Fools for the holy grail

Latest data from the Melbourne Institute show the number of households that are debt free has fallen to 9 year lows with only 36.2 percent of households holding no debt in the September quarter, a record for the survey which began in 2001.

Recent ABS data shows Household debt has reached new heights while household net savings ratios are falling, ringing alarm bells that households are once again living beyond their means.

Helen Kevans, a senior economist at JP Morgan said households were re leveraging in a bid to keep up with ever rising house prices, “During the crisis there was little evidence that households actually deleveraged. Because we’ve taken on so much debt over the last few years then households are becoming much more sensitive to changes in interest rates”

With the economy at risk of overheating, many economists are predicting the RBA will raise interest rates by 125 basis points over the next 15 months.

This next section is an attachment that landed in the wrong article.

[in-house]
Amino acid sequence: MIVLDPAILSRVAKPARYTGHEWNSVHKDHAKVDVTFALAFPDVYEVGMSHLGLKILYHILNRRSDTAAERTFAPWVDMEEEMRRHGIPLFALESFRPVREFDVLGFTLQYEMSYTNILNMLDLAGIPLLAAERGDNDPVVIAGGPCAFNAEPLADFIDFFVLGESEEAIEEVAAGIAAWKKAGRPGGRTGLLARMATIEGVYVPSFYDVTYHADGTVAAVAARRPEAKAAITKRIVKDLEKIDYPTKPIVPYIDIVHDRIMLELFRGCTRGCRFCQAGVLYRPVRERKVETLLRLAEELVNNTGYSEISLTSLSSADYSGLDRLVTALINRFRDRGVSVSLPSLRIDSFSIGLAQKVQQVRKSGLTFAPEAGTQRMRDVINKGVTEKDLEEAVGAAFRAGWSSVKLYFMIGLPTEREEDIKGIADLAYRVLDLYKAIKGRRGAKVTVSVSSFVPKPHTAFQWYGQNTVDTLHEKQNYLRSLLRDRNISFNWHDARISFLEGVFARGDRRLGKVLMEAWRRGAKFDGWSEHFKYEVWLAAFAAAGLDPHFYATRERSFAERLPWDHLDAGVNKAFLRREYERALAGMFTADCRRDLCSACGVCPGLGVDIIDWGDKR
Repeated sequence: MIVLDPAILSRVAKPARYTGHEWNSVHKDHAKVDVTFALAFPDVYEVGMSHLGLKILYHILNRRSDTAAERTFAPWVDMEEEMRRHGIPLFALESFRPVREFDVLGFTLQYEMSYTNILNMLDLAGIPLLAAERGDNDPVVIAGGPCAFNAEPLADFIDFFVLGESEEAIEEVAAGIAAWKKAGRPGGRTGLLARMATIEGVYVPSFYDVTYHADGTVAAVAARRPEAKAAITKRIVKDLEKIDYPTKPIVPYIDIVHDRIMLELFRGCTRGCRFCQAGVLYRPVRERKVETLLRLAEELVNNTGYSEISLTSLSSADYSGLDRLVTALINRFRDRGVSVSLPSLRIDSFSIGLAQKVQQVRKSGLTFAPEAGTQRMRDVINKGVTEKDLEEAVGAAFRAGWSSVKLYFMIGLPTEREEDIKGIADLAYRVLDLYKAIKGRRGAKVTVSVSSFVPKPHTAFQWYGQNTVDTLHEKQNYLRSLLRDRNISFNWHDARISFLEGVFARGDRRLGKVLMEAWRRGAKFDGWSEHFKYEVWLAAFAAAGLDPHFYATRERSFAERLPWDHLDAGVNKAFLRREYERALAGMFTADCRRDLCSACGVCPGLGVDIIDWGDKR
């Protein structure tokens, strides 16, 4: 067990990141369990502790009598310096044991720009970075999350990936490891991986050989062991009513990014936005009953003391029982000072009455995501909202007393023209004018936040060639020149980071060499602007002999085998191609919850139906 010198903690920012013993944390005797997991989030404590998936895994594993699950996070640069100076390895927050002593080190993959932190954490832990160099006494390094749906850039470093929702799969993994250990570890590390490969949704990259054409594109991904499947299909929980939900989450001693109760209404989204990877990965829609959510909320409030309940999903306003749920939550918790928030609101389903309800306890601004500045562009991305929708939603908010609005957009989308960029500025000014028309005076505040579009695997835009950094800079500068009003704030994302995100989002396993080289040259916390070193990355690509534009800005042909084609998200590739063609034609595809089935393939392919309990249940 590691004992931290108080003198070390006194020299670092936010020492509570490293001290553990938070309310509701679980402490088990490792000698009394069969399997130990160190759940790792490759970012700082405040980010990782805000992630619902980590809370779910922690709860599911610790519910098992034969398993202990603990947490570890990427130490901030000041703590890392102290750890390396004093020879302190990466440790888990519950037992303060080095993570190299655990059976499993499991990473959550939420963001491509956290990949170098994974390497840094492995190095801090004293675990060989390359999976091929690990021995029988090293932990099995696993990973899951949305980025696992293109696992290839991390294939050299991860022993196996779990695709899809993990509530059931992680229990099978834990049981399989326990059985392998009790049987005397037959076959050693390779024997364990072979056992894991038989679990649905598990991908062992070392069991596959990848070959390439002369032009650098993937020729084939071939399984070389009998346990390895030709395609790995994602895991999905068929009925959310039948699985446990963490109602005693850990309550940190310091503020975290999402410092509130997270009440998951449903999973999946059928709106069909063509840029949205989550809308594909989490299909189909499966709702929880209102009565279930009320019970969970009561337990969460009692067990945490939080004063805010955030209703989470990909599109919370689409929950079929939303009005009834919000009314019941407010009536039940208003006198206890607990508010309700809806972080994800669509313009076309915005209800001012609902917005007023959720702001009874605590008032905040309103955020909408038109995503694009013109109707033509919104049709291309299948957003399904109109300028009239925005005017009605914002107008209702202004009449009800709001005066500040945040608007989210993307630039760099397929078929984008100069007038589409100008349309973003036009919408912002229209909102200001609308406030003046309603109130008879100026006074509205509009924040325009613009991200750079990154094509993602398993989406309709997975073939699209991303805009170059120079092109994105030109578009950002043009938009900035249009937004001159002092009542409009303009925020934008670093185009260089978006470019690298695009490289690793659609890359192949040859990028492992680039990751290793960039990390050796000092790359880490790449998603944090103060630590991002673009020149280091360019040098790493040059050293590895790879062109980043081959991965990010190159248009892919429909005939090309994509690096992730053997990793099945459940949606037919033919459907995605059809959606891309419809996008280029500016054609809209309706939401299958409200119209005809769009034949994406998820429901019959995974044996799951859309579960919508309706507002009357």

Meanwhile, debt collection agency Dun and Bradstreet has said the latest average value of referred debts have gone past the $1,000 mark to its highest level before the GFC began, signalling a wave of personal bankruptcies are coming. “This type of negative credit event is traditionally the first sign an individual is facing financial trouble and it often leads to a bigger debt spiral” said Christine Christian, CEO of Dun and Bradstreet. “Therefore, it’s expected that more extensive financial difficulties, such as bankruptcies, could result later this year and into 2011”.

Defaults are also rising in the commercial sector, with debt collector Prushka noting a significant increase in defaults on commercial leases in the last 6 months. Soft retail conditions has caused significant pressure on retail tenants and factories.

» House prices forcing more people closer to the edge – The Sydney Morning Herald, 24th September 2010.

» Consumer debt hits record levels – The Sydney Morning Herald, 22nd September 2010.

1 Comment

  1. Are we really surprised at the drop in personal/household savings when you consider how artificially low interest rates are on savings, when compared to REAL inflation in the REAL economy?

    Why save in cash (returning next to nothing) when stock markets and housing markets have performed like they have recently?

    Only when we see the public at large loose faith in housing/stocks and consumption will we see savings rates to be proud of.

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